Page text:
Roctavian (valoctocogene roxaparvovec) is an investigational gene therapy that BioMarin is developing to potentially treat severe hemophilia A

The therapy, given as a single-dose injection into a vein, was previous branded as Valrox, and earlier known as BMN 270. Biomarin announced a change in its brand name in May 2020.

The U.S. Food and Drug Administration (FDA) has delayed a decision on Roctavian’s approval until possibly 2022, when full results from the Phase 3 GENEr8-1 trial (NCT03370913) become available.

How does Roctavian work?

Hemophilia A is a rare blood disorder, due to mutations in the F8 gene. This gene provides the instructions necessary for cells to make factor VIII, a protein that plays a crucial role in forming blood clots. Depending on the disease-causing mutation(s), cells makes too little factor VIII, or a factor that works poorly or is completely absent. The result for people with hemophilia A is slow or delayed clotting. They require regular infusions of either plasma-derived or recombinant factor VIII to prevent life-threatening bleeding episodes.

Roctavian uses a harmless virus, called AAV5, to carry a healthy copy of the F8 gene that is under the control of a liver-specific promoter. Promoters are regions in the DNA that dictate where a certain gene will be active. When Roctavian is infused into hemophilia A patients, the virus delivers the recombinant F8 gene to the nuclei of the cells of several tissues, including the liver. However, only liver cells make factor VIII protein because of its liver-specific promoter. The liver then secretes the protein into the bloodstream.

Roctavian in clinical trials

Preliminary clinical studies indicated that a single optimal dose infusion of Roctavian could restore the normal blood-clotting pathway in hemophilia A patients.

A Phase 1/2 multi-center, dose-escalation study (NCT02576795) is underway to assess the safety, tolerability, and effectiveness of Roctavian in 15 patients with severe hemophilia A.

Preliminary results from nine patients appeared in the New England Journal of Medicine in 2017. Factor VIII activity levels remained low in patients given a low or intermediate dose of Roctavian. However, six of seven patients who received a high dose of this therapy had sustained normalization of factor VIII activity levels over a period of one year. They also showed stabilization of hemostasis and a profoundly reduced need for replacement therapy. There were no severe side effects associated with the treatment.

The results of a multiyear follow-up of single-dose Roctavian therapy in 15 hemophilia A patients also appeared in the New England Journal of Medicine. Seven participants who received high-dose Roctavian (6×1013 viral genomes – vg per kg) had a median factor VIII expression of 20 IU per dL (international units per deciliter), compared with less than 1 IU per dL in the three people given Roctavian at lower doses, three years after infusion. Six of these seven high-dose patients were free of spontaneous bleeds at a four-year trial update, as were five of six treated at a lower 4×1013 vg per kg dose. 

While safety remained evident, the durability of factor VIII production was identified as a concern. Factor VIII activity levels dropped from a mean of 64.3 IU/dL (international units per deciliter) one year after high-dose treatment with Roctavian to a mean of 24.2 IU/dL at four years post-treatment, a 63% decline, a BioMarin update to the World Federation of Hemophilia 2020 summit showed.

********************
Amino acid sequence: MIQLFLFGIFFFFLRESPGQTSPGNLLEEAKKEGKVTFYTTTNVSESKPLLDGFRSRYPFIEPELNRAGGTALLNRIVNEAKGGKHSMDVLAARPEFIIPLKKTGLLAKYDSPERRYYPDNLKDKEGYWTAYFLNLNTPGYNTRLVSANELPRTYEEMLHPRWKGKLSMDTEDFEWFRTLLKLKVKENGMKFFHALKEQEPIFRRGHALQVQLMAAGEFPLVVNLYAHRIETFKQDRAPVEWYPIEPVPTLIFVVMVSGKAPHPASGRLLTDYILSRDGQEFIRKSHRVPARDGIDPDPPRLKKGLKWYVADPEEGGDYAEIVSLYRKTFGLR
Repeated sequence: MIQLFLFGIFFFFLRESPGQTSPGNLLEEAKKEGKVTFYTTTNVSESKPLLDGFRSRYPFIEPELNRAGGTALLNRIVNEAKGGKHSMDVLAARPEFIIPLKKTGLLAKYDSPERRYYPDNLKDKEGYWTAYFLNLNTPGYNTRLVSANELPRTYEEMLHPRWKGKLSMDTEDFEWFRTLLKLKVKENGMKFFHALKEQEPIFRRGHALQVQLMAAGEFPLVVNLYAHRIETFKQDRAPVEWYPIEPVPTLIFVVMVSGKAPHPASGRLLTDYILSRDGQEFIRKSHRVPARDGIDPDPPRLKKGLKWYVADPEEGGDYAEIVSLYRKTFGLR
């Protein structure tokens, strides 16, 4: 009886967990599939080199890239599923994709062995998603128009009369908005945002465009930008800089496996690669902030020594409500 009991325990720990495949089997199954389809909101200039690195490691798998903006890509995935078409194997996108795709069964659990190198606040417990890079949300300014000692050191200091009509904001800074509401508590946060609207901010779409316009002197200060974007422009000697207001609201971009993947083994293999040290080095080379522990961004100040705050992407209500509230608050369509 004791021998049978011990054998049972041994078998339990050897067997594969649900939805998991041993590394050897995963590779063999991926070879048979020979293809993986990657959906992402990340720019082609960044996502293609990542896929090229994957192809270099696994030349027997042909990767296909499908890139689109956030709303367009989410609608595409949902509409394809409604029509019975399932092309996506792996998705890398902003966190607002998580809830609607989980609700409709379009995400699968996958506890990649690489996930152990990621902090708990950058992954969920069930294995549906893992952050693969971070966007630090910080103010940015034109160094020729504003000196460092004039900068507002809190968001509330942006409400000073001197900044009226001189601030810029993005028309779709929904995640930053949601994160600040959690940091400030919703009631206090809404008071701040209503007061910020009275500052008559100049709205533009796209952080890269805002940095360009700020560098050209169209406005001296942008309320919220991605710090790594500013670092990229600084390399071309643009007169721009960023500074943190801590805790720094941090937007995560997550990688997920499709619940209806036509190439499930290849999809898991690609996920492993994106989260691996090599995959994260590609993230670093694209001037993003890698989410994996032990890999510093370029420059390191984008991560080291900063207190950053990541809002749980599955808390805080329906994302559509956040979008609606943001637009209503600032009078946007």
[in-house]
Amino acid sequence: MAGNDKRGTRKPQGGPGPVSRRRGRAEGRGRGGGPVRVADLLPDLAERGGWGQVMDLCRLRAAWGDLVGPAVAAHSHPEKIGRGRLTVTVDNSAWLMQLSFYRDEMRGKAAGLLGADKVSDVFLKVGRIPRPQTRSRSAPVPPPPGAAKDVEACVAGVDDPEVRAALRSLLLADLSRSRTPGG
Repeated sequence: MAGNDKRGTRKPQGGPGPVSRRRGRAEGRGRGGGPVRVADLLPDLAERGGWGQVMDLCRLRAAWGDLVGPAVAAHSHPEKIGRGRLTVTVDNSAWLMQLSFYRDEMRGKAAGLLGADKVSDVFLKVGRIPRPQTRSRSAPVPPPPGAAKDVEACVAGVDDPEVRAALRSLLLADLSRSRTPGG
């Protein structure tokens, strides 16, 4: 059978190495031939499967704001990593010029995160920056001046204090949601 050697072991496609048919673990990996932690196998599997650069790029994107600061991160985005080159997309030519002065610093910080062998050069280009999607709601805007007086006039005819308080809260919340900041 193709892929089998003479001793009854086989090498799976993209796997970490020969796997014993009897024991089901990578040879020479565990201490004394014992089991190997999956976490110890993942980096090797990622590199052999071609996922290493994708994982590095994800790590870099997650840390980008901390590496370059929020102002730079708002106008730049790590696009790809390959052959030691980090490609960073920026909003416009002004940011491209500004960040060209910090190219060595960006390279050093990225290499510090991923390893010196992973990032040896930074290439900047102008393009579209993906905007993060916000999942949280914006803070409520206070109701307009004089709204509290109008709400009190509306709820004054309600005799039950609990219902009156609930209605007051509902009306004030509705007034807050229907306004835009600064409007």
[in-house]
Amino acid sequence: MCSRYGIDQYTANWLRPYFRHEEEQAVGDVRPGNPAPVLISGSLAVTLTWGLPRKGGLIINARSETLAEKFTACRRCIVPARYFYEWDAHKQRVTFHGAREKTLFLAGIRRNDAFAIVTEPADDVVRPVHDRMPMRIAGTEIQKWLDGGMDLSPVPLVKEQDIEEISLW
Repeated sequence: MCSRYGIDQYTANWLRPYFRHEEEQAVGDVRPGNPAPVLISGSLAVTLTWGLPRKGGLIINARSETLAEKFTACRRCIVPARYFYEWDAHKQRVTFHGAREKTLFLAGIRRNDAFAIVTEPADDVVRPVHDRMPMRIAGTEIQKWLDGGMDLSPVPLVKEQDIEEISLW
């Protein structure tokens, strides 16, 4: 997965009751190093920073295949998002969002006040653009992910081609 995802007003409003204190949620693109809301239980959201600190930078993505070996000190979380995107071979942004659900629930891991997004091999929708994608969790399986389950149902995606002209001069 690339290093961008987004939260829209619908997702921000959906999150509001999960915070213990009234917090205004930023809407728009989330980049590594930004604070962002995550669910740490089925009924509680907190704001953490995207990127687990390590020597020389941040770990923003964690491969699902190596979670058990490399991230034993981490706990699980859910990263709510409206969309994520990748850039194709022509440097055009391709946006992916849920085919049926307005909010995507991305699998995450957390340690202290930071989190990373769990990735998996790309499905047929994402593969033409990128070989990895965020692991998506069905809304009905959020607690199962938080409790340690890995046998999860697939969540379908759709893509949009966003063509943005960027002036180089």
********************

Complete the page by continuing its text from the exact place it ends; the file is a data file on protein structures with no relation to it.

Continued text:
The open-label and single-arm Phase 3 GENEr8-1 study (NCT03370913) is evaluating the safety and effectiveness of Roctavian in 134 people with severe hemophilia A (factor VIII levels of less than 1 IU/dL) and using prophylactic factor VIII infusions. The study is evaluating changes in median factor VIII activity for 52 weeks after a single 6×1013 vg/kg infusion of Roctavian, a dose identified as optimal in the Phase 1/2 trial. It is also looking at the number of bleeding episodes that require factor VIII replacement therapy. Full data collection is expected by late 2022, and the trial is set to conclude in September 2023.

Another Phase 3 clinical trial (NCT03392974) is evaluating the safety and effectiveness of Roctavian at 4×1013 vg/kg dose in severe hemophilia A patients being given prophylactic factor VIII replacement infusions. The trial is assessing changes in median factor VIII activity and the number of bleeding episodes requiring replacement factor VIII therapy for 52 weeks after a single infusion. This study is due to end in March 2024.

A Phase 1/2 safety, tolerability, and effectiveness study (NCT03520712) of Roctavian at a 6×1013 vg/kg dose in 10 hemophilia A patients with residual factor VIII levels below 1 IU/dL and pre-existing antibodies against AAV5. This trial, enrolling by invitation only, aims to assess the number of treatment-related adverse events. Other goals are measures of  Roctavian’s effectiveness, defined by factor VIII activity above 5 IU/dL at 26 weeks, and the number of bleeding episodes requiring replacement factor VIII therapy over five years. The study started in May 2018 and will end in June 2025. It is taking place in the U.K., France, and South Africa.

Other details

The FDA granted Roctavian breakthrough therapy designation based on the results of the Phase 1/2 trial in October 2017. Roctavian also received orphan drug designation from both the FDA and the European Medicines Agency (EMA) in March 2016.

In August 2020, the FDA issued a complete response letter to BioMarin requesting more trial data to support an approval decision.

 

Last updated: Aug. 25, 2020

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